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Pay particular attention to the following points from the press release:
Three of the ten indicators that make up The Conference Board LEI for the U.S. increased in March. The positive contributors — beginning with the largest positive contributor — were real money supply*, interest rate spread, and the index of consumer expectations. The negative contributors — beginning with the largest negative contributor — were building permits, stock prices, index of supplier deliveries (vendor performance), average weekly manufacturing hours, average weekly initial claims for unemployment insurance (inverted), and manufacturers' new orders for nondefense capital goods*. Manufacturers' new orders for consumer goods and materials* held steady in March.
Let's look at these sub-categories of strength and weakness.
Above is a chart of M2 in Logarithmic scale. Notice the chart has continually moved higher at a more or less constant pace since roughly 1996/1997. However, we do see an increase in the angle of the upswing over the last 9-12 months indicating the Fed is injecting money into the system.
The year over year rate of change in M2 popped over the last year, but has since moved lower. Also note the rate of year over year change was higher at one point in the last recession than this recession.
The yield curve is very positive. This should provide banks with a nice spread to help them out of their current problems.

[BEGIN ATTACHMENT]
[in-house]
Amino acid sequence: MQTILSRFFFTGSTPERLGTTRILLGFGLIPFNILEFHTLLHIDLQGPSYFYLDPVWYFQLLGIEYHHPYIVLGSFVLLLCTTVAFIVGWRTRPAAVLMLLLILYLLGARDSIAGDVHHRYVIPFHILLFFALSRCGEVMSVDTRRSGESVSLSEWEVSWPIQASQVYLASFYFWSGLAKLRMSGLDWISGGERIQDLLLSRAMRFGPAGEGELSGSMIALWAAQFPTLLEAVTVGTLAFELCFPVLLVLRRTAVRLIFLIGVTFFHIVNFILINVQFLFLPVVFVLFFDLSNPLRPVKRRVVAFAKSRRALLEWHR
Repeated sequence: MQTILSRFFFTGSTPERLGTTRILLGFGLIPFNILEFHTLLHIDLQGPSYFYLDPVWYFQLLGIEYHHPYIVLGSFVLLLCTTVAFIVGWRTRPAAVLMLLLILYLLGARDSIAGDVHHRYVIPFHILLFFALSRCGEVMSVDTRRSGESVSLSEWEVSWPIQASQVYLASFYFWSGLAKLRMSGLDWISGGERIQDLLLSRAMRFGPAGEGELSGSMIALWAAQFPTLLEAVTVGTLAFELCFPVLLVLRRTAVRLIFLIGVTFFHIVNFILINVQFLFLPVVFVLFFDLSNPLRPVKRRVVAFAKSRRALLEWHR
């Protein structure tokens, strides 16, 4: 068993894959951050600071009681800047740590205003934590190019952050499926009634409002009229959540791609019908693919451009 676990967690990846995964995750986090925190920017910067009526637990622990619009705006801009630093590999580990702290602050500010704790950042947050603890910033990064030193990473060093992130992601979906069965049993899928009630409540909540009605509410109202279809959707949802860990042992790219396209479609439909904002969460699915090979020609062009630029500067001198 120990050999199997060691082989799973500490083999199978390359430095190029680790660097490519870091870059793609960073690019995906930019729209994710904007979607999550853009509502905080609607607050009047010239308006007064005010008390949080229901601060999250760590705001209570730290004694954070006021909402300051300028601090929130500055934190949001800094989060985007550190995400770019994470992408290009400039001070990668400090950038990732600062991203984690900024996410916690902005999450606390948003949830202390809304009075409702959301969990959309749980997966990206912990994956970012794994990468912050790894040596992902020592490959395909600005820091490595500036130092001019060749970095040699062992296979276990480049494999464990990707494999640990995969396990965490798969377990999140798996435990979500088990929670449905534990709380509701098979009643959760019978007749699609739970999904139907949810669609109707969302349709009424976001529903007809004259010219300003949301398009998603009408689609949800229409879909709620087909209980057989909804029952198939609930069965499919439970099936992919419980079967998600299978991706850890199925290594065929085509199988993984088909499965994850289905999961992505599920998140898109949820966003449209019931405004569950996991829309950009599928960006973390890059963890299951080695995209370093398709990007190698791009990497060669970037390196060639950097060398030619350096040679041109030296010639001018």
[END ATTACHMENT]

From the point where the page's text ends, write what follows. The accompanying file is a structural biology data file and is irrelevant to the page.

Note the sharp decline in the "getting worse" number and the increase in the "getting better" number. This is an incredibly important development because it could lead to increased consumer spending -- a pretty necessary ingredient to any recovery.
Building permits have been dropping for about two years now. The chart tells us the trend is strong. Considering the total inventory of existing homes on the market (which doesn't include about 700,000 of foreclosed properties) I don't expect this number to increase any time soon.
Do I really need to talk about stock prices?
As for supplier deliveries, I'm not sure which statistic they are using. Here is the supplier deliveries section from the latest ISM report:
The delivery performance of suppliers to manufacturing organizations was faster for the sixth consecutive month in March as the Supplier Deliveries Index registered 43.6 percent, which is 3.1 percentage points lower than the 46.7 percent registered in February. A reading above 50 percent indicates slower deliveries.
The four industries reporting slower supplier deliveries in March are: Furniture & Related Products; Transportation Equipment; Paper Products; and Computer & Electronic Products. The industries reporting faster deliveries in March are: Petroleum & Coal Products; Fabricated Metal Products; Food, Beverage & Tobacco Products; Primary Metals; Nonmetallic Mineral Products; Printing & Related Support Activities; Machinery; Miscellaneous Manufacturing; Electrical Equipment, Appliances & Components; and Chemical Products.
I'm not sure how they come up with the mixture in the index. But the above points help to flesh out the positives and the negatives that currently exist in the economy.